Alzheimer’s Disease Took My Mother
It has been said that Alzheimer's Disease is the "long goodbye" - I'm here to tell you that is the honest truth. I lost my mom to Alzheimer's Disease in 2018, and there is not a day or an hour, or even a minute that goes by that I don't think of her and miss her terribly.
We first noticed her forgetting little things, asking, "where did I put my keys," and "now, what did I come in here for?" But the first time we were actually aware of how significant her symptoms were was the day she called me on her cell phone saying, "I don't know where I am."
Let that sink in.
My Mom was in her car in a town that we have lived in for decades, and she had absolutely zero clue where she was. We knew then this was much more than old age. The doctors at they Reynolds Army Health Clinic on Fort Sill confirmed our fears. It was Alzheimer's.
Alzheimer's disease is a type of irreversible, progressive brain disease that attacks and destroys the brain's cells, which results in a loss of memory and other essential cognitive functions. The neurodegenerative disease is responsible for causing up to sixty percent of dementia cases. Contrary to popular belief, Alzheimer's disease should not be considered a normal part of aging as approximately two hundred thousand people under the age of sixty-five have been diagnosed in the United States alone. Symptoms of the disease worsen over the years and are eventually terminal.
WARNING! I have a timeline of pictures of my sweet momma from the day that she moved into the assisted living Alzheimer's unit, until just before the disease took her from us. They are not easy to see. Even harder for me to post.
Effects of Alzheimer's Disease
It's no question that I find comfort in music. And there have been many songs that have embraced me over the years while coming to grips with my mom's battle with Alzheimer's. This song by Jay Allen, titled "Blank Stares," sums up what it's like living with a person who has Alzheimer's Disease.
One of the most notable cases of Alzheimer's Disease was Glen Campbell, a country superstar who struggled with the disease until his passing. His last song, 'I'm Not Gonna Miss You", still brings tears to my eyes. For two reasons, the truth of the song, that those who suffer from Alzheimer's will not miss those left behind, they have forgotten them already, and the fact that Glen Campbell was singing his life story.
Hankie Alert - grab your tissues, everybody.
Generational Alzheimer's Disease
This morning, I lost my watch. No biggie, right? I had it in my hand, and within a few minutes, I couldn't find it. I looked everywhere that I had been this morning. I looked in the garage where I folded a load of clothes, in the bathroom, getting ready for work, and of course in my room. Nothing.
I ended up leaving my house without my watch. And on my way to work, I cried. Not because I lost my watch, but what losing my watch signals in my head. The fact that both my mother and my grandmother died from Alzheimer's Disease is a strong indicator that I could also fall victim to this disease.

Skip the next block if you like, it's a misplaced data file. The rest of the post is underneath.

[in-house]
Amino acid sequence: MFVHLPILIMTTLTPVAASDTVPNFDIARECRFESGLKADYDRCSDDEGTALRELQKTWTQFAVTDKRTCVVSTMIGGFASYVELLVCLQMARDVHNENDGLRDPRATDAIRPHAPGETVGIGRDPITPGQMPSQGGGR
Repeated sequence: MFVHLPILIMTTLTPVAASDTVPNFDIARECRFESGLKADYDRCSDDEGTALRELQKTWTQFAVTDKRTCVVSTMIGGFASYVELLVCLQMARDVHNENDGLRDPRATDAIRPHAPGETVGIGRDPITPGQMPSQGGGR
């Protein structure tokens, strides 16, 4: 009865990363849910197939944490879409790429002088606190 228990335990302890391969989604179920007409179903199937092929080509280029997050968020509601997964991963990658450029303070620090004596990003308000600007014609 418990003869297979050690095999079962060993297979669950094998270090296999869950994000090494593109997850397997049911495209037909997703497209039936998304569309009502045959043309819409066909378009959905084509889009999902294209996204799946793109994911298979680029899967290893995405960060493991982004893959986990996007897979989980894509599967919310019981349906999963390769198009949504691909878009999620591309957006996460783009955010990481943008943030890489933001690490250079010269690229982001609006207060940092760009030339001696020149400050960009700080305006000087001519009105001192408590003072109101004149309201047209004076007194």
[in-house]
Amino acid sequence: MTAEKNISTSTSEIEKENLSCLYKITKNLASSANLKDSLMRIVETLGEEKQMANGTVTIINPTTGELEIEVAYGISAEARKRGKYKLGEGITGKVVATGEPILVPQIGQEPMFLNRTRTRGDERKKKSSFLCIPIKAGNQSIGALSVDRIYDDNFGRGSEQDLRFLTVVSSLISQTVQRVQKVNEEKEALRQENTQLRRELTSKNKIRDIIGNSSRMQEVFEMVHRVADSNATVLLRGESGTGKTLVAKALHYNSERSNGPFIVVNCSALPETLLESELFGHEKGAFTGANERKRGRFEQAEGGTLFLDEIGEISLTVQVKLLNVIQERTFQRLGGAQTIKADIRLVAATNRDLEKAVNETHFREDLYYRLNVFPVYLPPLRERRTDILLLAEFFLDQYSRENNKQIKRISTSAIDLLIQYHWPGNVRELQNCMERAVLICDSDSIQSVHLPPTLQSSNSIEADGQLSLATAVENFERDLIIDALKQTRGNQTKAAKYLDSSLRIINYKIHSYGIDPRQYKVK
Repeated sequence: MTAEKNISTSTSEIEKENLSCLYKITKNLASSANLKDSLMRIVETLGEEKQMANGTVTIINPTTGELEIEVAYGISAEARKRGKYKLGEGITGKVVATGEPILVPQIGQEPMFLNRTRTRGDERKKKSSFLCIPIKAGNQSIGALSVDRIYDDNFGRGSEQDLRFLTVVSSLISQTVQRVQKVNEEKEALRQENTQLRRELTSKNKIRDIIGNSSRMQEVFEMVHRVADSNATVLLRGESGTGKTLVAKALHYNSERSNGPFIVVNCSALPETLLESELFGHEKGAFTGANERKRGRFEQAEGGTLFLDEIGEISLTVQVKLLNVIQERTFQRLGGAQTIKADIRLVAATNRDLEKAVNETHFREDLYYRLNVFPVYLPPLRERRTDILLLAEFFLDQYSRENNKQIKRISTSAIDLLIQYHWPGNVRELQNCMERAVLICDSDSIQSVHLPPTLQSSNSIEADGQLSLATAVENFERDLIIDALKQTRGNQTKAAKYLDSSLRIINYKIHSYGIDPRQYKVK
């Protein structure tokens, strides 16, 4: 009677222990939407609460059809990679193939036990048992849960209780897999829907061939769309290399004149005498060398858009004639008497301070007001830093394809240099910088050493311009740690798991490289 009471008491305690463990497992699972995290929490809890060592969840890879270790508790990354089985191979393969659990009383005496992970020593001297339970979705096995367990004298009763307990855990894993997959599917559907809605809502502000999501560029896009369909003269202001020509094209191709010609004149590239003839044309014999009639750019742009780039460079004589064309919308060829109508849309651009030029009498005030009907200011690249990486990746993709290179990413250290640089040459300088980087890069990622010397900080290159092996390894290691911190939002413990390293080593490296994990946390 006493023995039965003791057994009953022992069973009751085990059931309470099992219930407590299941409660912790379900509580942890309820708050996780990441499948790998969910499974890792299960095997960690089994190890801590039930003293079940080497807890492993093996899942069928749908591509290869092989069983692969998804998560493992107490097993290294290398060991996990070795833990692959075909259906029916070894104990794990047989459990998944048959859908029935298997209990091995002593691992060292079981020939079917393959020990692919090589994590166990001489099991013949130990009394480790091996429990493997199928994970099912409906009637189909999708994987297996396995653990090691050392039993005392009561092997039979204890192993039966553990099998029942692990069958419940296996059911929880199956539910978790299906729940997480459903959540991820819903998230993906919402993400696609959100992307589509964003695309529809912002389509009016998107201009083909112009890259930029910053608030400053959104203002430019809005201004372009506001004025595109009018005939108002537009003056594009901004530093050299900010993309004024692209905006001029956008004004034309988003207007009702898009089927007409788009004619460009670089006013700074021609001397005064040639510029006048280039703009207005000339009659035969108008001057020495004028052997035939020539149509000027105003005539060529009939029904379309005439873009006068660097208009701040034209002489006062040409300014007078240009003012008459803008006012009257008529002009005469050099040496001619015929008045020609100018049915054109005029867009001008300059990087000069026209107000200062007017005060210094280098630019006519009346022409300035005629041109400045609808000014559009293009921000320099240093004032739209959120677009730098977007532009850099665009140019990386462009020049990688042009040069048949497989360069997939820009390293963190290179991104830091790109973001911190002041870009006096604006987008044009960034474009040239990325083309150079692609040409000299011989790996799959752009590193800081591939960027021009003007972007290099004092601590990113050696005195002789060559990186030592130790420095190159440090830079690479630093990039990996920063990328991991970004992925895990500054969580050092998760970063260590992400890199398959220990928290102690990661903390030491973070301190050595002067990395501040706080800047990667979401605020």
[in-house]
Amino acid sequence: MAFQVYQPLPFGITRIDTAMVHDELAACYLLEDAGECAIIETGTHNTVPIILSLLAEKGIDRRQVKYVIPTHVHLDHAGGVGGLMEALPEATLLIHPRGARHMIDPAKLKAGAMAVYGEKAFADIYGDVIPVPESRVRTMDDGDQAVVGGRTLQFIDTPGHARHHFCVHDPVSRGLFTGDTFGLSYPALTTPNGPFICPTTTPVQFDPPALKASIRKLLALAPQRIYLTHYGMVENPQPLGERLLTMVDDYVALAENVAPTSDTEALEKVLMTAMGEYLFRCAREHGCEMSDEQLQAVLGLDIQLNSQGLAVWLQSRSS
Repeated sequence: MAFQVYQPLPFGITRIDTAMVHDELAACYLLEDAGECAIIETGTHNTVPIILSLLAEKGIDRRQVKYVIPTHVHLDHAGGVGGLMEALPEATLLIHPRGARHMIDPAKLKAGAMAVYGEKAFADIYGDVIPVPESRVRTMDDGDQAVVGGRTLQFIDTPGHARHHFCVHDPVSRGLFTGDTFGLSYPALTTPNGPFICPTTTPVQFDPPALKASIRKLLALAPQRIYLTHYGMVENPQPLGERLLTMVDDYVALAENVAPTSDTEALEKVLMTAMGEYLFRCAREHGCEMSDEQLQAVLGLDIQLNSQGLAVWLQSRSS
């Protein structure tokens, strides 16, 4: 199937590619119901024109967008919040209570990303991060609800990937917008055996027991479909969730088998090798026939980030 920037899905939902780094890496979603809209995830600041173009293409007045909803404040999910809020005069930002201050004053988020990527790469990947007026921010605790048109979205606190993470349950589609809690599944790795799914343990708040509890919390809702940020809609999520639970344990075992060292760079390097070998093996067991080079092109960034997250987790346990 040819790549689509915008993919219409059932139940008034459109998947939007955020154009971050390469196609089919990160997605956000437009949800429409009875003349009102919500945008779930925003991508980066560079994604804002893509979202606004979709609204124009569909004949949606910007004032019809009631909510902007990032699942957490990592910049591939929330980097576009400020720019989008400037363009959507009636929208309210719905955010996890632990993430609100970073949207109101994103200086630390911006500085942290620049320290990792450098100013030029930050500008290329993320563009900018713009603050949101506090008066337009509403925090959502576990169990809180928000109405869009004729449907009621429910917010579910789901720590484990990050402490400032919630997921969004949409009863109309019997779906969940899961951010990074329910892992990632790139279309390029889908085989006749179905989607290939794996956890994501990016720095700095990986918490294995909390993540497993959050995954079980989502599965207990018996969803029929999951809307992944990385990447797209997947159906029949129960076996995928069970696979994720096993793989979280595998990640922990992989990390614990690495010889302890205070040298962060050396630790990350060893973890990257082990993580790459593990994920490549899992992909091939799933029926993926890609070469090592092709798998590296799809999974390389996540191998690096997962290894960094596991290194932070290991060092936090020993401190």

According to the Alzheimer Association, family history is not necessary to develop Alzheimer's Disease, but if you do, it's more than likely that you will.
... research shows that those who have a parent or sibling with Alzheimer's are more likely to develop the disease than those who do not have a first-degree relative with Alzheimer’s. Those who have more than one first-degree relative with Alzheimer’s are at an even higher risk. When diseases like Alzheimer's and other dementias tend to run in families, either genetics (hereditary factors), environmental factors — or both — may play a role.
I do not want it. I do not want to forget my family. I refuse. I try a lot of different things to keep my mind active to ward off the possibility of developing Alzheimer's Disease, like reading, crossword puzzles, and, of course, working here at KLAW. But, unfortunately, the fear still plagues me every single time I forget something.
Lawton Walk to End Alzheimer's 2022
This Saturday, Sept. 24, in Lawton you can Walk to End Alzheimer's. I have been participating in this walk even before my mother developed Alzheimer's Disease. It has always held a special place in my heart.
Every dollar raised during the Walk to End Alzheimer's goes to research and care of Alzheimer's patients all across America. This year in Lawton, a simple walk around the Miracle Field in Elmer Thomas Park is all it takes to save lives.
The day's event will begin at 9:30 a.m. Saturday in Elmer Thomas Park, by the Miracle Field, followed by the Promise Garden ceremony and the walk will start at 10 a.m. During the Promise Garden ceremony, participants will honor those affected by Alzheimer's by using colorful flowers to represent the participants’ connections to the disease and their personal reasons for walking to end Alzheimer’s.
“We are thrilled to be back in Lawton this year at Elmer Thomas Park,” said Sandi Pellow, chapter executive director for the Alzheimer’s Association Oklahoma Chapter. “Our committee and staff are working hard to create an experience that is meaningful and inspiring for all our teams and participants.”
The Walk to End Alzheimer's is hosted annually in more than 600 communities nationwide. Currently, there are more than six million Americans living with Alzheimer's Disease, which is a leading cause of death in the United States. Additionally, more than 11 million family members and friends provide care to people living with Alzheimer’s Disease and other dementias. In Oklahoma alone, there are more than 67,000 people living with the disease and 129,000 unpaid caregivers.
You can register online for the Lawton Walk to End Alzheimer's at lawtonwalk.org.